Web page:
Things started with a 34-second paean by a breathless Martino who called St. David “the best right foot Major League soccer has ever seen, the smartest soccer player I’ve ever played with, with an ability to pass the ball over any distance and make guys around him better.”
Martino returned later to his having played with Beckham -- “for the first two years he was here” he said, but surely that can’t be right. Beckham played only five MLS games in his first year, 2007, with the Galaxy -- which was Martino’s final year with the team, before his retirement.
JP chimed in to tell us that St. David “in year five of a 5-year contract is trying to win MLS Cup for his team -- he’s having his best year statistically.”
At the 31-minute mark, JP excitedly gushed “look at this pass ...” as St. David slipped a neat ground ball through the KC defense, but the receiver, Adam Cristman, was offside. Maybe Cristman moved too early … or maybe St. David should have made the pass a second or two earlier? The possibilities were never discussed. In the meantime, St. David had taken one poor free kick, and made three inaccurate passes.
The poor passes continued into the second half, but never, not once, did they call forth a criticism from JP or Kyle. They were simply ignored. But a nice flick-pass got a histrionic “What a ball! Early touch ...” treatment from Martino. St. David got further praise when LA scored its second goal in the 74th minute -- a nifty assist to Sean Franklin -- “What a ball from Beckham!” said JP, with Martino adding “What a great ball there from Beckham ... the shrewd thinking, the perfectly paced pass.” Yes, it was a good pass, but, come on guys, it wasn’t one to slobber over.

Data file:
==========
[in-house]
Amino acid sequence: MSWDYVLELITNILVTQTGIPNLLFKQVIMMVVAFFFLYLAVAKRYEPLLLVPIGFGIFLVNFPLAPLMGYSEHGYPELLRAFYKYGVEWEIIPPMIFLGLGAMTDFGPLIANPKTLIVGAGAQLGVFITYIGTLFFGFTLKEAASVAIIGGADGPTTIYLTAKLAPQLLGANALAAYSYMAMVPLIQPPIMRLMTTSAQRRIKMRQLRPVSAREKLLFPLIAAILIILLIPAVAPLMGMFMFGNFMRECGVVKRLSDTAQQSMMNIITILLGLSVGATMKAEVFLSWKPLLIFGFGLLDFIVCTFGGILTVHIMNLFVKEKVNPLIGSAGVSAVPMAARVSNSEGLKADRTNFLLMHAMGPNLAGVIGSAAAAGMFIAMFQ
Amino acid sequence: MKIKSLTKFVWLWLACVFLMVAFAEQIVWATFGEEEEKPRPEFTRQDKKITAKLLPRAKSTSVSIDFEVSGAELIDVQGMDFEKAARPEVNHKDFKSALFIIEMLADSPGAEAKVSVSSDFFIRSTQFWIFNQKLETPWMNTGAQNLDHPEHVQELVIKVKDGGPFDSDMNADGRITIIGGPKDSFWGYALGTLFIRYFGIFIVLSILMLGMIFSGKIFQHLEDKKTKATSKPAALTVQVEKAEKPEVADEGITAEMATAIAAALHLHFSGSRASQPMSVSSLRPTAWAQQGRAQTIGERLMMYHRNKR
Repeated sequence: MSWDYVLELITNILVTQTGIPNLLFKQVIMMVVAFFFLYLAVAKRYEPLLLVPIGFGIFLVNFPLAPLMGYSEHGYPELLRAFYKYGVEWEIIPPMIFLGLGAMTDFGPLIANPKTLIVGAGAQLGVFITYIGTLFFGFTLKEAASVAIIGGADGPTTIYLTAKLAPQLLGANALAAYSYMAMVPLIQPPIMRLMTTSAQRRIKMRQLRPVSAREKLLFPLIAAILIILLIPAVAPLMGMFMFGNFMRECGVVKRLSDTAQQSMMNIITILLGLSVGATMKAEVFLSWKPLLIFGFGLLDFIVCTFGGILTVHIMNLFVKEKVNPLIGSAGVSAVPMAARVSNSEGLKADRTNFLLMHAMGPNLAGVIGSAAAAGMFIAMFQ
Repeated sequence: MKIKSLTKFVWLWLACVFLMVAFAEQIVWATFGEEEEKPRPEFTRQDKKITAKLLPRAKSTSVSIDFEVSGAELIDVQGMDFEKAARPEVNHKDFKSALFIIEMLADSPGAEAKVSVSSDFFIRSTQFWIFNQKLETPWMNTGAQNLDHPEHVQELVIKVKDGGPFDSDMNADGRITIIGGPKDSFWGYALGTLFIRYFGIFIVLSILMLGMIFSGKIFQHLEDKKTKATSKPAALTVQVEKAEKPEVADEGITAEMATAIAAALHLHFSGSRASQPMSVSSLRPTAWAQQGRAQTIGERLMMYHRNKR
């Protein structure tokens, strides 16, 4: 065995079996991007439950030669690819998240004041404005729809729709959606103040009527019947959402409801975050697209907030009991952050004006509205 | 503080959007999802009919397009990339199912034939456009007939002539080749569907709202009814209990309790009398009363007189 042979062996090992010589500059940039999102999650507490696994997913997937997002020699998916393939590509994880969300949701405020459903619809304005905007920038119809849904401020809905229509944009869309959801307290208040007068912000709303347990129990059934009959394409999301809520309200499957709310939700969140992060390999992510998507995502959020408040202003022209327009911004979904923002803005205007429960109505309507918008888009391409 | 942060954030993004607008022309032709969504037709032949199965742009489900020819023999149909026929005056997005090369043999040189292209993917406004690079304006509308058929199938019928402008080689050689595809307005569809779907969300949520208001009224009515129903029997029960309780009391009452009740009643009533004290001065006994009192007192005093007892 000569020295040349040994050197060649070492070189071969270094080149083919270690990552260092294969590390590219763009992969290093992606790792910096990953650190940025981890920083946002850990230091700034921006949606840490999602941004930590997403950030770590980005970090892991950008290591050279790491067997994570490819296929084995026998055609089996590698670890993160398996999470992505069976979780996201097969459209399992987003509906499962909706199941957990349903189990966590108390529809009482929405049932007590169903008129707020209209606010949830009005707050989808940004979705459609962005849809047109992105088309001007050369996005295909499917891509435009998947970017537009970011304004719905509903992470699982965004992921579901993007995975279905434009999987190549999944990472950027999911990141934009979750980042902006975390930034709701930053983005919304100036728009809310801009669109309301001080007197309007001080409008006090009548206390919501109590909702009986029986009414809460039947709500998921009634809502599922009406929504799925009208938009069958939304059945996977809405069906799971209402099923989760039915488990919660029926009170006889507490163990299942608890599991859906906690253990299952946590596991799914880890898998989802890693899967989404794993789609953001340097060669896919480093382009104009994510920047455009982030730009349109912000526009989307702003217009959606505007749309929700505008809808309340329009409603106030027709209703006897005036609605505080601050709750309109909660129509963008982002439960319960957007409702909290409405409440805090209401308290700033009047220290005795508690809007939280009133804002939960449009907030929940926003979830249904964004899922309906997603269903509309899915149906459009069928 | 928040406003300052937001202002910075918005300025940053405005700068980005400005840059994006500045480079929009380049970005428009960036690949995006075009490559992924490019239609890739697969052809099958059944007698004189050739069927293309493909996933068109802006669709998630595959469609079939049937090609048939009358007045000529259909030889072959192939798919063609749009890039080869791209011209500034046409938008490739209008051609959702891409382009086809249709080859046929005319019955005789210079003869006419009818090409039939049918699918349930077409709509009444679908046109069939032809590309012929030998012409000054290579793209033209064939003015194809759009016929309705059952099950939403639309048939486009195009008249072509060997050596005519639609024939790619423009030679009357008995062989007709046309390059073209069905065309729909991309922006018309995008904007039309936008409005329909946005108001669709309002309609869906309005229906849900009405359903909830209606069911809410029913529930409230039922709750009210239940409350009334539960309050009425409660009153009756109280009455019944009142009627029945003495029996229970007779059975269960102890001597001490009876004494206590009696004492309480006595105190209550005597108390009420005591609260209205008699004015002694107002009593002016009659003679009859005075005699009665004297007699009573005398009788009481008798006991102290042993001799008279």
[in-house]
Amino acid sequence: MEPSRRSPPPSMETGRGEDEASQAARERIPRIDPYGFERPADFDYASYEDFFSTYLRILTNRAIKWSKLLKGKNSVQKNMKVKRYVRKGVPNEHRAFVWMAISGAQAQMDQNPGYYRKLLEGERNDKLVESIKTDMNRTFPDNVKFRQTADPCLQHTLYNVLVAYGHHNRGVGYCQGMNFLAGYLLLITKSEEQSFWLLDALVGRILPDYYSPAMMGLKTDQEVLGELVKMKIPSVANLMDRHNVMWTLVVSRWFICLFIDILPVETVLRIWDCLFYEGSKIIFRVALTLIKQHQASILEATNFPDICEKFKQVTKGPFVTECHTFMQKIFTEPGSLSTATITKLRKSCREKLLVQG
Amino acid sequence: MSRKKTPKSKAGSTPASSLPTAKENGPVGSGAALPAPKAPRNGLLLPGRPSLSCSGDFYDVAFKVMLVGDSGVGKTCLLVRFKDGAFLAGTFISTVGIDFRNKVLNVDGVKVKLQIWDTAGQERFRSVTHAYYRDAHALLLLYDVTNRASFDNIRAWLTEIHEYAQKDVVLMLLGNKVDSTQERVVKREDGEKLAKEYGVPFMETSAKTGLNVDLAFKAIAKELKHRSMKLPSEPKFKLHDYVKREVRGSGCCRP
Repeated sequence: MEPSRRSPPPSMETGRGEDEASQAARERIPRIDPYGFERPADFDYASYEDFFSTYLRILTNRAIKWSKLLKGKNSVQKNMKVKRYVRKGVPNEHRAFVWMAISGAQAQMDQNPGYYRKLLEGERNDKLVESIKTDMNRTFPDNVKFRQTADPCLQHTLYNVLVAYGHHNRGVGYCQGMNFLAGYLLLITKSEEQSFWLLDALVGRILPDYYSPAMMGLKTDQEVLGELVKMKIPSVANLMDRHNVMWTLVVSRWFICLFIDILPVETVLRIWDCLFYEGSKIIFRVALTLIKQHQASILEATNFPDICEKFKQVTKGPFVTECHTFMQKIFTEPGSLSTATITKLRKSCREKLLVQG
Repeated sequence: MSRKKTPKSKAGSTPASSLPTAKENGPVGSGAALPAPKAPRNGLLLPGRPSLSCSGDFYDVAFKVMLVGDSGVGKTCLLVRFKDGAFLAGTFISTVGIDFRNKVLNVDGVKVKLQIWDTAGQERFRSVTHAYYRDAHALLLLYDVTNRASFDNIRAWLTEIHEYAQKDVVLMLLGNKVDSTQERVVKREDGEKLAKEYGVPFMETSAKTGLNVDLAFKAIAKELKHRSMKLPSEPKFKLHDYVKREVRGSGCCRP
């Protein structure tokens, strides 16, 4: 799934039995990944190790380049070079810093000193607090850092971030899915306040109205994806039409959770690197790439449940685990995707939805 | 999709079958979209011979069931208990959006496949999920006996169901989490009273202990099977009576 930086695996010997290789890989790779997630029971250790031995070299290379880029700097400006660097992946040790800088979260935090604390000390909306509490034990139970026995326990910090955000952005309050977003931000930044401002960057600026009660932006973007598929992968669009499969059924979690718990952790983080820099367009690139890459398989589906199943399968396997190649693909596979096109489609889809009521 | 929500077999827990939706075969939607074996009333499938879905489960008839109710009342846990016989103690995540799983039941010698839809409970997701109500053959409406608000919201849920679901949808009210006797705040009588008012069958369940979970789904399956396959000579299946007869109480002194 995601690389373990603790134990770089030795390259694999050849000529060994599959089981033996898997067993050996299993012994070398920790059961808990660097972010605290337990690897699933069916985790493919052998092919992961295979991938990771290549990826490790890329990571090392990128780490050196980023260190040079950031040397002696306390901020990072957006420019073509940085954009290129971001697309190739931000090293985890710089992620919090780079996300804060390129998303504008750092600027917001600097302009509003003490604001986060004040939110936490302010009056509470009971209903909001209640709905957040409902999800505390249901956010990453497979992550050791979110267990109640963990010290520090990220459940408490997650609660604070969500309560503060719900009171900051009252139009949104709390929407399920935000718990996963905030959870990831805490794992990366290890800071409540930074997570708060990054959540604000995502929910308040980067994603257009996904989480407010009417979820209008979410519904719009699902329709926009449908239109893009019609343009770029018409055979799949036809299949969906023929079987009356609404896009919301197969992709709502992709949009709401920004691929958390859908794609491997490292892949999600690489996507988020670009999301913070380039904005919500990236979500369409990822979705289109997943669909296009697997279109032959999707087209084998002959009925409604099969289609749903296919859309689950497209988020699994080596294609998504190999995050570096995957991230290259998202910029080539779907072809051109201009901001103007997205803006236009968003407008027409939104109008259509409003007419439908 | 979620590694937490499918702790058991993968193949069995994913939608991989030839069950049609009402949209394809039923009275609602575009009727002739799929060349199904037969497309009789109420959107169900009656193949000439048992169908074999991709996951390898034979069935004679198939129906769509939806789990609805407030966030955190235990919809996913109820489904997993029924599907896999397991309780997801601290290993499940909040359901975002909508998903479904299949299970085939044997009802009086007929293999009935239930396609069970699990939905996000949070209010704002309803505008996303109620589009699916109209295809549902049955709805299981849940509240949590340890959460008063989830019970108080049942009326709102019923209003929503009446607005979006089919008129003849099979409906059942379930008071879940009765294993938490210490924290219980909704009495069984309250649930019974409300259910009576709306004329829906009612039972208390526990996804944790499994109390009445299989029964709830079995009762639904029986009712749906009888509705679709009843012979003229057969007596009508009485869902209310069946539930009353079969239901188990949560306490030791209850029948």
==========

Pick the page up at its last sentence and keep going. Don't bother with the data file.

But where was the acknowledgment that St. David was also making errors? The worst came in the 90th minute when his poor pass gave possession to Kansas City; the ball was promptly lobbed into the L.A. penalty area where Frankie Hejduk handled to give away a PK, allowing Omar Bravo to tie the game. Not a word about St. David’s lapse.
As time ran out, St. David took a poor corner kick; considering that Martino, just 12 minutes earlier, had delivered a short lecture on just how great the Saint’s corner kicks are (with which, on the whole I agree) some comment might have been expected. We got none.
Then at the 95th minute, St. David tried -- and very nearly succeeded -- to dribble through a mass of KC defenders. He was tripped, bringing up a free kick some 24 yards out. Perfect for bend-it-like-Beckham wizardry -- but St. David hit his kick into the wall. So LA’s last chance to win a game in which it had twice taken the lead, was frittered away with a poor free kick. Not a word about that from JP or Martino.
Saints, you see, get special treatment on TV. Clearly that is not the fault of either Beckham or Howard. Both are excellent players who do not need this idolatrous approach. But neither player is the paragon that the TV commentators regale us with.
So one wonders: This necessity to festoon St. David and St. Tim with way-over-the-top praise, and to turn a blind eye to their frailties ... where does this come from? Whatever its origins, we’d be better off without it. Being asked to regard Beckham and Howard as being from another world is simply insulting the viewers’ intelligence -- particularly when the evidence to contradict the notion is often right there in front of us. And -- need it be stressed? -- it does nothing to strengthen the credibility of the announcers.